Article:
Nominated by: Michel Allé, Université Libre de Bruxelles (ULB)/Solvay Brussels School of Economics and Management
Aviel Verbruggen’s involvement in energy issues is a lifetime commitment.
It started as research assistant in 1975 developing computer models to assess the feasibility of building district heating and of cogeneration in Belgium; both were part of the 1970 government plans to use energy rationally. The feasibility assessment continued with addressing the barriers impeding nascent efficiency options. One barrier was the plan to expand supply capacities with four 1.300 MW nuclear reactors. By revealing that the decision-making process of the power sector was obsolete and the economics of nuclear power poor, he contributed to postpone investment decisions and finally to scrap the construction of new reactors. The other main barrier was the grid-connection terms for Independent Generators of Own Power (IGOP); then Minister Philippe Maystadt (later Chair of the EIB) asked Aviel to analyze and debunk the uneven proposals submitted by the power companies.
In the 1980s, the European Commission assigned significant financial support for research about ‘local energy planning’ to the nominee’s growing research team. A detailed practical case project in Hoboken (Antwerp) was tested, while developing know-how.
As of 1986, on the basis of the European funding, a variety of organisations asked for energy savings potentials assessments in industry, the commercial sector, buildings. A joint initiative was set up in 1994 with the public electricity and gas distribution utilities in order to apply energy efficiency techniques and practices in the public buildings of cities and municipalities. This cooperation was developing fast, and the nominee devolved a part of his university research team to start a cooperative company (CVBA CENERGIE) in 1997 that was a pioneer in Flanders and Belgium in energy efficiency in buildings, for example designing the first passive office buildings.
As of 1998, the nominee worked more on climate change mitigation for IPCC (until 2014), on support mechanisms for renewable power development, on economic policy instruments to spread energy conservation and efficiency more effectively. His focus on diversity, bottom-up, self-governance is a creative approach, yet opposite to the dominant discourse of top-down uniform carbon taxes and emissions trading.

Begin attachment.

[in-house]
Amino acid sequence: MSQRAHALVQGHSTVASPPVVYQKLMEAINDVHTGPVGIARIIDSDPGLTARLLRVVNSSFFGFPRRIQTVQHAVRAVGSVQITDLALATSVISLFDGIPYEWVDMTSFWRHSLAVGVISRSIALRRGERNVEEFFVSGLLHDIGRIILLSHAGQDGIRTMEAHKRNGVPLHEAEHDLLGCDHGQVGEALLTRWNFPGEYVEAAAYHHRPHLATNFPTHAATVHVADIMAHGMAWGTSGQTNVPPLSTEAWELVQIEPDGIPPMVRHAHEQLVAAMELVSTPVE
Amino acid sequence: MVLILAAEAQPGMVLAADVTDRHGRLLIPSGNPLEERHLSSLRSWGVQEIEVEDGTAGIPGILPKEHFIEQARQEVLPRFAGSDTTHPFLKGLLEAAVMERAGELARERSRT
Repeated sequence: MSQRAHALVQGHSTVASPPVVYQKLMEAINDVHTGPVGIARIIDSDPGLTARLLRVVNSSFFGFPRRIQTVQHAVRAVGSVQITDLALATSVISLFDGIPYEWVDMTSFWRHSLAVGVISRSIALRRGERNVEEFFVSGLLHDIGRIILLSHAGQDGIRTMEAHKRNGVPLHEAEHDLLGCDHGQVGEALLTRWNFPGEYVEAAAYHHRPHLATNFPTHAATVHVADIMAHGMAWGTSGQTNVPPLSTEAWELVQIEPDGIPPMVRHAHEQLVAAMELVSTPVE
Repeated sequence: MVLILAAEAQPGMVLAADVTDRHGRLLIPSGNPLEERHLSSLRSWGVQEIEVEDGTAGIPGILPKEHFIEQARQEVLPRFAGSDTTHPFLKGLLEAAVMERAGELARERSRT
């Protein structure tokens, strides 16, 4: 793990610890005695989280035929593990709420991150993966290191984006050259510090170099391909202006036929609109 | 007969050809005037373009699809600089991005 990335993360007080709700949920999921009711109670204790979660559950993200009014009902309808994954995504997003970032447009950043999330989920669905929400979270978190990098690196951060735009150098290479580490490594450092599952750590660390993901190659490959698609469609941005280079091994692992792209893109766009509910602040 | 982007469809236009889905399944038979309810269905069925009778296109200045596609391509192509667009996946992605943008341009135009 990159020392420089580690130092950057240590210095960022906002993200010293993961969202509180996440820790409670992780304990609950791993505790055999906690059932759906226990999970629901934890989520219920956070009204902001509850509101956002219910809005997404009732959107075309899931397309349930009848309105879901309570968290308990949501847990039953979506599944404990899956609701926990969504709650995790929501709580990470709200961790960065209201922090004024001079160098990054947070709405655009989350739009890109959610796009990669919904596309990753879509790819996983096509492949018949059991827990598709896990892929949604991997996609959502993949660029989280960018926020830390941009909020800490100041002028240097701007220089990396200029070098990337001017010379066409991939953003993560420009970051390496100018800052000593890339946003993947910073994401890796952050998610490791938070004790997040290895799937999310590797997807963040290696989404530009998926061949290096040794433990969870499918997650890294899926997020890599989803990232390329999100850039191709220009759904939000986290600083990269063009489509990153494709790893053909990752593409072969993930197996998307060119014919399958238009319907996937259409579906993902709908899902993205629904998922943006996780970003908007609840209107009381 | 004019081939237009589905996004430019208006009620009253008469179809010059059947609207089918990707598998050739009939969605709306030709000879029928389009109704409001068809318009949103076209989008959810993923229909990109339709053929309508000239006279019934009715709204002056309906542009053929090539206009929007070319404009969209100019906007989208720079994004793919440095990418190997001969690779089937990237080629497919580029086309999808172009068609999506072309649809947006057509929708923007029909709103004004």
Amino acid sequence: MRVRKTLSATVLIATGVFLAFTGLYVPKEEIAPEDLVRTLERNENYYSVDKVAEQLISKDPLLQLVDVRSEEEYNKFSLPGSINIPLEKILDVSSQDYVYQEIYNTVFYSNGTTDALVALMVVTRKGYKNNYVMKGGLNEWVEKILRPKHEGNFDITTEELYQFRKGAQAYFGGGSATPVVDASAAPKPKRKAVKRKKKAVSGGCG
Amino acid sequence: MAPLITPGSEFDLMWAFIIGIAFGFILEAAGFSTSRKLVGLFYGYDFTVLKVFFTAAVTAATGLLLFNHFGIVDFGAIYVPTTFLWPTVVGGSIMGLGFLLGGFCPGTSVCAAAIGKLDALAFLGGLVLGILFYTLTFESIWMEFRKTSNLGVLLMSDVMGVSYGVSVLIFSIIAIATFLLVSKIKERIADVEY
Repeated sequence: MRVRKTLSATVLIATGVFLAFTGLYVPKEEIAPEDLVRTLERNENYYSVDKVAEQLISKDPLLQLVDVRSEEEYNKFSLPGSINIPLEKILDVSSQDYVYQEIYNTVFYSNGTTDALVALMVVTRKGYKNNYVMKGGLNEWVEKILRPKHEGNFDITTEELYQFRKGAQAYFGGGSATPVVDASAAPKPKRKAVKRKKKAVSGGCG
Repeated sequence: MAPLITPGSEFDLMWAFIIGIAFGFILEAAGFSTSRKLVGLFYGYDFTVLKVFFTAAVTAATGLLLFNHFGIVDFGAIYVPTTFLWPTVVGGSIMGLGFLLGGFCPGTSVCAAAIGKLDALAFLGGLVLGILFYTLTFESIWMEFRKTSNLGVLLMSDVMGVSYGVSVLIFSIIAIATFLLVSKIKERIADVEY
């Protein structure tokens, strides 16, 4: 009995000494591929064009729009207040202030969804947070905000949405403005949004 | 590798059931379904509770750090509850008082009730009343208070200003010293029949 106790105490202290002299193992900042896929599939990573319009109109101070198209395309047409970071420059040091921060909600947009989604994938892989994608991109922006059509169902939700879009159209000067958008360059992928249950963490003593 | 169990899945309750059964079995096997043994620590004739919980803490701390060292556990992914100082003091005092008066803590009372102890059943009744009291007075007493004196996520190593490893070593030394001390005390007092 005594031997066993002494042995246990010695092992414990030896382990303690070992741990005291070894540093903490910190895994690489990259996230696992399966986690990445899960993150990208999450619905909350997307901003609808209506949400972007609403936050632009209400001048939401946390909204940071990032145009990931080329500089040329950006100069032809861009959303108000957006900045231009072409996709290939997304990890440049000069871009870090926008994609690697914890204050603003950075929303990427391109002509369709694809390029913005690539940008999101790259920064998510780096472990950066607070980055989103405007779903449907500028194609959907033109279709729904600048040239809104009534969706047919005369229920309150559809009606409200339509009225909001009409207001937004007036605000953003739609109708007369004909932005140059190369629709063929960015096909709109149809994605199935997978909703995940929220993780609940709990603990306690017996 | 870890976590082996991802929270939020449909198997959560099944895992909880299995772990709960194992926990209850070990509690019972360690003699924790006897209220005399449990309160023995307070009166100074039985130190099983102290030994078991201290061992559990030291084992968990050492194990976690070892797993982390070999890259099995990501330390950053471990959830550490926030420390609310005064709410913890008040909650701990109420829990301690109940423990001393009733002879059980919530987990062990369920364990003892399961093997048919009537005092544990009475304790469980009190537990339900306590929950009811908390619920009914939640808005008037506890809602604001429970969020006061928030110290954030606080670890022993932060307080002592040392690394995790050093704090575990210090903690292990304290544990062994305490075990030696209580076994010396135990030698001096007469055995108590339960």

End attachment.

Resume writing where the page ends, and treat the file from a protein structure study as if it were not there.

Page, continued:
In recent 2022 reports on energy systems transformations, Aviel accentuates the importance of energy conservation and efficiency as the natural twin of solar, wind and other renewable power supply.
Academics are creative when advancing the state-of-the-art science in their field, on the topics they cover. Strategic vision is proven when their analysis, propositions and recommendations remain valid for the future, sufficiently robust to survive crises and downturns.
Given Aviel covered several energy and environmental topics (see his site ‘Sustainable Energy Transition’), his creativity was assigned to several issues requesting different disciplinary assets. The long-range research on cogeneration culminated in solving in 2016 the enigma of quantifying cogenerated MWh, crucial for proper regulation of cogeneration. At present, the thorough assessment of EU’s Emissions Trading System reveals its essential attributes; it is followed by more workable and necessary pricing proposals, such as a new electricity economics theory based on proximity and reliability principles.
The strategic vision is based on two, fully interlaced, indispensable transformations. The societal transformation is from neoliberalism to Sustainable Development, as defined in Our Common Future by the World Commission on Environment and Development (1987). This strategic transformation process on all the P-dimensions: Politics, People, Planet, Prosperity rejects the 3P reduced mantra; it uses SDGs as key performance indicators, not as sufficient markers of transformation. The energy substrate of societies is transforming from fuels and central thermal power to 100% renewable electricity, mostly harvested light, wind, water, geothermy. For being successful, the global transformation will be diverse, small-scale, bottom-up, anchored locally. Hence, authority and responsibility will shift more to local authorities, such as cities and regions.
Scientists, researchers, academics in general are seldomly outstanding in people management. The nominee has been leading research teams (5 to 15 persons) and centers (up to 50 persons). He restructured the largest research center that he directed in the 1980s in quite autonomous subdivisions, delegating decision-making and budget where it worked best. Motivation of collaborators was by example. They had ample freedom to organize their tasks.
Inspiration of others was mainly through the novelty, importance, positive results of the projects. Also, the high ethical standards of full transparency, strict independence of interests and interest groups, attracted young people to join the projects. While independence was untouchable, the disposition was not neutral: it was directed to the standard of Sustainable Development (1987), already before this report was published.
By precarious employment conditions (time limited contracts; few opportunities to obtain tenure; by times below market average salaries) the turnover rate of collaborators was high. This was a major challenge during the 40 years of activity in the field of energy efficiency. The positive side of the fast turnover is that more people could spread the ideas in other circles. Some of the most excelling staff of the nominee’s research teams was deliberately transferred to local public energy utilities or administrations, supporting there know-how building on energy efficiency and other approaches to address energy-related issues.